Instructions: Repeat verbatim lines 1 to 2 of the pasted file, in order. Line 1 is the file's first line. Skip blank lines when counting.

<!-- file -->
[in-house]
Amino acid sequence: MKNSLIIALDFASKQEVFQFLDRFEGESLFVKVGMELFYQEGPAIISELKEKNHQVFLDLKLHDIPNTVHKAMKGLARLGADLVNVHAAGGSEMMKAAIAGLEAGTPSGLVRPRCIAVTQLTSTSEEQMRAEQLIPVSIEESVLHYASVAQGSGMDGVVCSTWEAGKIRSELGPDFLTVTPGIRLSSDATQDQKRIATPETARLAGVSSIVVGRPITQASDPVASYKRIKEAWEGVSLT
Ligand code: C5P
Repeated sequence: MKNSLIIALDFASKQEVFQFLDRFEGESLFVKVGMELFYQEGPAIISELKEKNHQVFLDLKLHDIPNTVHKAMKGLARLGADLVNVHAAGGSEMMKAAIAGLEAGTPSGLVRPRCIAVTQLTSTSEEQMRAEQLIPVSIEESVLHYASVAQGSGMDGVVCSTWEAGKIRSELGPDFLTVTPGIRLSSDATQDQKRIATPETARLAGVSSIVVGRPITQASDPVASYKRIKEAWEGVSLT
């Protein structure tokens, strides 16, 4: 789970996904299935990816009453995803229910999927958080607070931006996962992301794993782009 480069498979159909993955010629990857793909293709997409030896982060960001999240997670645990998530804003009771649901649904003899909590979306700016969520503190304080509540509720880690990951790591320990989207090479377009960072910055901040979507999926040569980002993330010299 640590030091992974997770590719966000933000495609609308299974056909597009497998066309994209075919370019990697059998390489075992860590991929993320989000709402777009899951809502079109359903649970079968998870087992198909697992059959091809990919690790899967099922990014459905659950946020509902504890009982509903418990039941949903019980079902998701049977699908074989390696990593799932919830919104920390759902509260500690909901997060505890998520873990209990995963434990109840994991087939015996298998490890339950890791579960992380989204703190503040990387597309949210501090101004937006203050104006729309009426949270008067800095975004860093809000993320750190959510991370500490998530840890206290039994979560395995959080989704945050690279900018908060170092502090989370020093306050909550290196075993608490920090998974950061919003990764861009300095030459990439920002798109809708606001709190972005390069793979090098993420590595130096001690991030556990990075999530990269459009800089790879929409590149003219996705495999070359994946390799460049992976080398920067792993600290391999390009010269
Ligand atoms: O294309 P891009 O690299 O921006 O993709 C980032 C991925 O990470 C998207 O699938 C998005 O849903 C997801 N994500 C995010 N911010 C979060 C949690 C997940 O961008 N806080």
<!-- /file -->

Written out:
[in-house]
Amino acid sequence: MKNSLIIALDFASKQEVFQFLDRFEGESLFVKVGMELFYQEGPAIISELKEKNHQVFLDLKLHDIPNTVHKAMKGLARLGADLVNVHAAGGSEMMKAAIAGLEAGTPSGLVRPRCIAVTQLTSTSEEQMRAEQLIPVSIEESVLHYASVAQGSGMDGVVCSTWEAGKIRSELGPDFLTVTPGIRLSSDATQDQKRIATPETARLAGVSSIVVGRPITQASDPVASYKRIKEAWEGVSLT